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The Gentiles called to turn to Jehovah in view of the coming of Christ to reign.
The previous psalm was addressed to the nation of Israel, hence the recurrence of the words “Let us” - “Let us sing”; “Let us make a joyful noise”; “Let us come”; “Let us worship,” and “Let us kneel.” This psalm is addressed to the Gentiles, thus the appeal is to “All the earth,” “the heathen,” and “all the people.”
(vv. 1-3) The nations are called to take up “a new song,” and sing unto the Lord because of the greatness of “his name,” “his salvation,” “his glory,” and “his wonders.” There has been a creation song, when the earth came fresh from the hands of God and “the morning stars sang together, and all the sons of God shouted for joy” ( Job_38:7 ). Alas! sin marred that fair creation, and singing gave place to weeping, and songs to groans. In the millennial day, earth will be made new; creation's groan will be hushed, and heaven and earth will unite in a new song.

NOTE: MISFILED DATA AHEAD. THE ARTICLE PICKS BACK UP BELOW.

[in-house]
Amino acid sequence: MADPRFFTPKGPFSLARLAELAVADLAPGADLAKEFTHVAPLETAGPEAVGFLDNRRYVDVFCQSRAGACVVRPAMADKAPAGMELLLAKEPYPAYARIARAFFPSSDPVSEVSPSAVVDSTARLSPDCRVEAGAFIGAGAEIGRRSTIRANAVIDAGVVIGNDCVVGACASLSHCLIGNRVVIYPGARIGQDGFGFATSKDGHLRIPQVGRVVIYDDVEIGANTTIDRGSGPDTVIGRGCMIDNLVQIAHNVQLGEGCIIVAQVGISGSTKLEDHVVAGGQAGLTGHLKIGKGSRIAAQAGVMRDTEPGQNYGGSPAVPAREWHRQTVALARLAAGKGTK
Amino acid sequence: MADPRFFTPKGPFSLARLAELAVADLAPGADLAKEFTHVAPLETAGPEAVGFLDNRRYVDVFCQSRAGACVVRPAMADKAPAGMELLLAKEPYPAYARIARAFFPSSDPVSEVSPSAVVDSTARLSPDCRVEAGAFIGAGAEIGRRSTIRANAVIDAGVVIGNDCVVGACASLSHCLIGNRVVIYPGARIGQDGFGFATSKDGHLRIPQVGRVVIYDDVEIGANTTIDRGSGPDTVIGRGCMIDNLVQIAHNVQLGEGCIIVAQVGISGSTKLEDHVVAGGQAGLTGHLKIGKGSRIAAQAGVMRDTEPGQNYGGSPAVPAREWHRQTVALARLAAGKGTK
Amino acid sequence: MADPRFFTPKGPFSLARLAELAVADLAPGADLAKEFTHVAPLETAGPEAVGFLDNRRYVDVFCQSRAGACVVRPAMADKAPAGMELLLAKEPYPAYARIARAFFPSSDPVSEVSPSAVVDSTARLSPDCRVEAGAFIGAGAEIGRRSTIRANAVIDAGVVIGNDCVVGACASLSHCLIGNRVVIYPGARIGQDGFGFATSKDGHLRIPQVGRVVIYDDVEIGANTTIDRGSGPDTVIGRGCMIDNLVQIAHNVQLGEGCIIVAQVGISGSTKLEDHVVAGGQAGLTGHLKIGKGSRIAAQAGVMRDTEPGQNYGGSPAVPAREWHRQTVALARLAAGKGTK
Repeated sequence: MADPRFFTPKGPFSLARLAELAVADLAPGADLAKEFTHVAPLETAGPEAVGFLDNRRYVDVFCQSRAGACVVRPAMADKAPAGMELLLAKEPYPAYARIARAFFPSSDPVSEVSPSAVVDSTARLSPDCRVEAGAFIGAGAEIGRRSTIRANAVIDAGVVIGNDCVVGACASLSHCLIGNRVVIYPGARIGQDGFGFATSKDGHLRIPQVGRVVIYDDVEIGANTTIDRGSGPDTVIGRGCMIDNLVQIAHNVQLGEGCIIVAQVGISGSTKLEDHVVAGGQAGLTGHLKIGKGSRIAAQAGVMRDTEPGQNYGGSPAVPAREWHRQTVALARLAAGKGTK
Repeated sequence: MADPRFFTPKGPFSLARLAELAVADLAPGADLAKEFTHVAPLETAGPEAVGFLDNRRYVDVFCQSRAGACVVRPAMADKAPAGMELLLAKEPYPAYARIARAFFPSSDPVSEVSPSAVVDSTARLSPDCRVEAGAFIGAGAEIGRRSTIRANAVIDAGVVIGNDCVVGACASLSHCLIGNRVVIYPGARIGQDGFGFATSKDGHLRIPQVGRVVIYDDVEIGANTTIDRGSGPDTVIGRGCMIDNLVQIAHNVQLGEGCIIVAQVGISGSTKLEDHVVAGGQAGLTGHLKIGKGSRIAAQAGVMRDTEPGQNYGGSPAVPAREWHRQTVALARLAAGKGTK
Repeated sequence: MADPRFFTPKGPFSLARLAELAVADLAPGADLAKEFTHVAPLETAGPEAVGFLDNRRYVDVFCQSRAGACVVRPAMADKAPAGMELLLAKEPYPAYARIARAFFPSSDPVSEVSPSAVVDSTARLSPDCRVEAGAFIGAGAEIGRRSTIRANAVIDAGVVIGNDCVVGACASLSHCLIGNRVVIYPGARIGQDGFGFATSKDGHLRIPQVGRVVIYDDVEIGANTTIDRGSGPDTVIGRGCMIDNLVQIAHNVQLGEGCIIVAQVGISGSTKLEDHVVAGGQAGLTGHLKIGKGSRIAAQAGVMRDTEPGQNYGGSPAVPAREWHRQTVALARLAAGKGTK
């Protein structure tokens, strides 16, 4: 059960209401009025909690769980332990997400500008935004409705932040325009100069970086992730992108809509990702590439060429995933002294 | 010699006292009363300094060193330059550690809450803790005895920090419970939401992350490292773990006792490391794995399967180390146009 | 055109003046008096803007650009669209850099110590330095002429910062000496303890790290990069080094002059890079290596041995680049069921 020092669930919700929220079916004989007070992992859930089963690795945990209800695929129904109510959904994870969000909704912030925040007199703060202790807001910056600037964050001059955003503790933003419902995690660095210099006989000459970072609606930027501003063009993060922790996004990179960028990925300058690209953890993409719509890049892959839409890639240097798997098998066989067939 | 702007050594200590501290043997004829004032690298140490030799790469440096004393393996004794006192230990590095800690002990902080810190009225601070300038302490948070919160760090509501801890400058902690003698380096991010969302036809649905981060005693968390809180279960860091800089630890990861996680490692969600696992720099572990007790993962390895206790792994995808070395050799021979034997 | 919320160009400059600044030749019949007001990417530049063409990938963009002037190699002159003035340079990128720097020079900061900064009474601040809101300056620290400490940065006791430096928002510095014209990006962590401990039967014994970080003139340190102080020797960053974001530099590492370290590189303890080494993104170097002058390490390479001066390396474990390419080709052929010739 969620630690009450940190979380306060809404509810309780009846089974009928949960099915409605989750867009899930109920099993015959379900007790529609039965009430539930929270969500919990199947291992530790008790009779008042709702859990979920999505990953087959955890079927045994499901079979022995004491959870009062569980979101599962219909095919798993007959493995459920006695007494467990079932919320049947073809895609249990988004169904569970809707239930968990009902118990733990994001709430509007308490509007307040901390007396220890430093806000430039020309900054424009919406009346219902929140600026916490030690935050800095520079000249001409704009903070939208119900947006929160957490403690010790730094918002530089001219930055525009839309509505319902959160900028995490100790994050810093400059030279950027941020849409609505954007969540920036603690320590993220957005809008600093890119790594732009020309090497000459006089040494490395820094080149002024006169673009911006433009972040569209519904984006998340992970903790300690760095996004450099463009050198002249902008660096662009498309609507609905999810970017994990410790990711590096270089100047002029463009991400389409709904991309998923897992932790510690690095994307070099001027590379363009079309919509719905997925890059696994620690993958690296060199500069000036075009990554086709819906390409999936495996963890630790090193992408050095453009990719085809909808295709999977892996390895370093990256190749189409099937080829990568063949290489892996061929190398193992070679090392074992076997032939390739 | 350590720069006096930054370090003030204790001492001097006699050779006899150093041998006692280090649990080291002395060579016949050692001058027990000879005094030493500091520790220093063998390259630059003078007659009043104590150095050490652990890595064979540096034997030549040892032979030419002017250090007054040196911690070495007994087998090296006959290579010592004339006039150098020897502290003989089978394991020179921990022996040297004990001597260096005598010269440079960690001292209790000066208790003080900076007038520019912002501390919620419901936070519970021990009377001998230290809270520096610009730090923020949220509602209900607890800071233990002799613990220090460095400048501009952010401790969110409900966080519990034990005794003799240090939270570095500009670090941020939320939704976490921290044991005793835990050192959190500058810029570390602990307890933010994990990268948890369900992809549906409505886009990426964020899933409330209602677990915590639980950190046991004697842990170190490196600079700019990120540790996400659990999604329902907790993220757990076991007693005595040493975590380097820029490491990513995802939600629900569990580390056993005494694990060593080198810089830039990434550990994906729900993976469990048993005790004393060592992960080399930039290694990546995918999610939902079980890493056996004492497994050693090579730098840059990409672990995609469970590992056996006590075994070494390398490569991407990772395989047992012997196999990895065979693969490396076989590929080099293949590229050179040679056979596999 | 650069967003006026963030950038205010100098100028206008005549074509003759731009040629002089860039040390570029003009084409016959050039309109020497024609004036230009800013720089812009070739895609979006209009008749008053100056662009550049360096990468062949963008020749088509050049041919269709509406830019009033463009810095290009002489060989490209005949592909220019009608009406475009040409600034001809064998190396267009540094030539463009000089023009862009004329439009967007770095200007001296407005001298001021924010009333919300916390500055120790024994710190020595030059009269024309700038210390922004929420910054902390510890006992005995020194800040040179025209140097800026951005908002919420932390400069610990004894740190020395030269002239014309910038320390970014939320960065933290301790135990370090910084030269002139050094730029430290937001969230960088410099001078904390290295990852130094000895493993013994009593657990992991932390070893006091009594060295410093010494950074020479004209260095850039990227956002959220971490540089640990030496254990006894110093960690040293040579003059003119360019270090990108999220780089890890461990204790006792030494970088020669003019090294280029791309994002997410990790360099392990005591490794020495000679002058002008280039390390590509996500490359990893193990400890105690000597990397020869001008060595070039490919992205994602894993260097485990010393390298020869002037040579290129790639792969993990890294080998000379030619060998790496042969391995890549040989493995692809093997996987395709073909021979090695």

(vv. 4-6) The ground of this appeal to all the earth, is the manifested greatness of the Lord - the One who is “above all gods.” The gods of the nations are but vanity; Jehovah made the heavens. With Him is honour and majesty. Beauty and strength are found in His sanctuary in the midst of Israel.
(vv. 7-9) The peoples and nations are invited to own Jehovah in His sanctuary, and worship Him in holy splendour.
(v. 10) The ground of the appeal is that Jehovah reigns, and the world is established. No longer moved by wars and rumors of wars, it will come into rest. Jehovah will exercise judgment over all the peoples in righteousness. Judgment and righteousness will at last be brought together ( Psa_94:15 ).
(vv. 11-13) World-wide blessing will result in the heavens uniting with the earth in joy and gladness. The sea and its fullness, the field and all that is therein will exult and be glad.
These files are public domain.
Smith, Hamilton. "Commentary on Psalms 96". "Smith's Writings". https://studylight.org/
the Week of Proper 15 / Ordinary 20